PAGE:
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Guest Post: G Love

Rusty - March 12, 2006

By: The Scoutmaster
The Scoutmaster is a friend from my ward in Brooklyn and she has nothing to do with our scouting program.

I’ve been a garment wearer for nearly 10 years now and therefore consider myself an expert on the subject. From mesh to drisilque, I’ve sampled nearly every fabric and size option available—including men’s cotton tops. Although I’m committed to the sacred honor and responsibility of wearing the garment, I’m not above complaining wholeheartedly about them whenever given the opportunity. In these modern days it seems that temple-going members should enjoy better options than underwear that reaches our armpits and boob pockets that reach nothing because they are so massive. Given that the garment design and fabrics have been changed several times since being introduced, I say it’s time to evolve and change again.

What prompted this tirade, you might be wondering (course, if you’re currently sporting 2 feet of extra fabric around your mid-section, you probably aren’t wondering). I recently went to Target to purchase new underwear. Lest ye judge me, I’m an avid exerciser and working out in G’s is NOT an option. I ended up choosing these Hanes boy shorts and let me tell you, I am in love. My new panties consist of the coolest fabric I’ve ever felt. They appear tiny, but stretch like you wouldn’t believe. The fabric is extremely sheer, and when you’re wearing it you barely feel anything, except really slick and skinnier than normal. They are held up with a thick band of the same material around the waist and legs and don’t ride up or down AT ALL… no elastic or lace anywhere. I started to wonder…why can’t garments be made out of material like this? Lace free and non-rolling, with maybe a built in bra?

One look at my current typical outfit, and you’ll understand my desperation: cotton round-neck garment top, size 28, with cotton bottoms size 26 (petite… but the rise is still roughly 10 inches higher than it should be). Shade white t-shirt. Exterior shirt, either long or short sleeved depending on the season. Jeans… the highest waisted I can find, but still not high enough for me to be easily mistaken for a plumber. The shade shirt has become necessary since I hate that the lines of lace can be seen through every t-shirt in America, not to mention the obvious fact that I’m wearing my bra OVER this layer and everyone can tell. It also serves to camouflage the inevitable rolling of the garment bottom, which lands directly on my stomach where, after having two children, I really don’t need any more rolls of ANYTHING. I don’t mind this excessive amount of clothing during the brutal NYC winters, but come spring and summer, I am HOT.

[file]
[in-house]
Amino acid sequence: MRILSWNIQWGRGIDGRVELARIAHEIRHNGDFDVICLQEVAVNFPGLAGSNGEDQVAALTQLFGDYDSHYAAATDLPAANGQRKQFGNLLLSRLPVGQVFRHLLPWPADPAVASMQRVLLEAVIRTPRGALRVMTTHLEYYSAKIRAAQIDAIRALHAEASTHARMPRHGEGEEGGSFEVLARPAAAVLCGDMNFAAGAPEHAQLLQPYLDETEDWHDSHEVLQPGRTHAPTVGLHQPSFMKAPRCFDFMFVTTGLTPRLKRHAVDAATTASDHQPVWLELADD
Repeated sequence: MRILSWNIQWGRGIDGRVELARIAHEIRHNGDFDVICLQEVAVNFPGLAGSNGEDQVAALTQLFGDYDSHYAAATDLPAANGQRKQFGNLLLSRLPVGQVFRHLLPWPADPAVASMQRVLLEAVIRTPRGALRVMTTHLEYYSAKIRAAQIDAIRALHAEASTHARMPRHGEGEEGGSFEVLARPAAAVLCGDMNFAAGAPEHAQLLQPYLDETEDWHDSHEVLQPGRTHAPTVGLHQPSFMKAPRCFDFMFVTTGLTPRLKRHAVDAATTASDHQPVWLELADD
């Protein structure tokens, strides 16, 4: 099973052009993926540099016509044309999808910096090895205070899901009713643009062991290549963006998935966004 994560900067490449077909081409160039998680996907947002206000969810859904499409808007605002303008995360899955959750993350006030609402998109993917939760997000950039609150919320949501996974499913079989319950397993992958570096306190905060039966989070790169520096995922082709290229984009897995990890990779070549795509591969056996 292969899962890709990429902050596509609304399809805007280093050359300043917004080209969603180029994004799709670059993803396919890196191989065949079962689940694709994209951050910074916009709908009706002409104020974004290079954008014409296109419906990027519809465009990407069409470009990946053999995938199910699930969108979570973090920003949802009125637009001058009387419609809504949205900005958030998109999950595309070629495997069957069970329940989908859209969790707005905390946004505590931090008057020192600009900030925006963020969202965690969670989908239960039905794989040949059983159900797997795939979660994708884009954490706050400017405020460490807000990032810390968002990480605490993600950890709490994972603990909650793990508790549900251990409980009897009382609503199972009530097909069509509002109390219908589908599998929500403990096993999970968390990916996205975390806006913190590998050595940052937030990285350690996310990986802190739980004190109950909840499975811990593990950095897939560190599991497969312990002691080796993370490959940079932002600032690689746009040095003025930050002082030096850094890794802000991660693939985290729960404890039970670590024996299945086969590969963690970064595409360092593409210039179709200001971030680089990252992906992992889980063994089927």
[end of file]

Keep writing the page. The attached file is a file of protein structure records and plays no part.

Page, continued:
Not to mention I feel fat. Even when I can find a shirt that allows me go Shade-less, the extra rolls of fabric everywhere, the double layers around my stomach…it’s too much to wear. Women in the church have a difficult time feeling sexy or slim—and garment-related wardrobe anxiety is a major contributor. If better alternatives are offered, the garment-wearing women of the church will experience a boost in both confidence AND comfort. Let’s get some underwear at actually FITS!

So what do we do?

According to Mormon legend, garment patterns exist that can be used to sew our own G’s in a fabric we prefer. I thought this was the answer to my problems (despite the fact that I can’t sew), until I received this response from LDScatalog on my inquiry: The church does not permit anyone to make their own garments, so there is no pattern available for that. Bummer. They also provided me with an email address, phone number, and mailing address for suggestions. But before you get all excited and start dashing off what you’d like to change, I’m going to make you read my ideas before I give you the goods.

1. Ask for more fabric options: I would LOVE to see a fabric like my new panties. Something sheer and sleek, that doesn’t make me sweat when the temperature breaks 55 degrees.

2. Create a women’s garment top with a built in bra: for those of us who want to cut down on the layers of clothing we must wear. This top would have to be fairly tight, since many of us currently rely on our bras to “hold our tops in place” so they don’t shift willy-nilly during the day.


4. Shorten the rise, so it hits the waist at a reasonable height, like somewhere in the general vicinity of the belly button.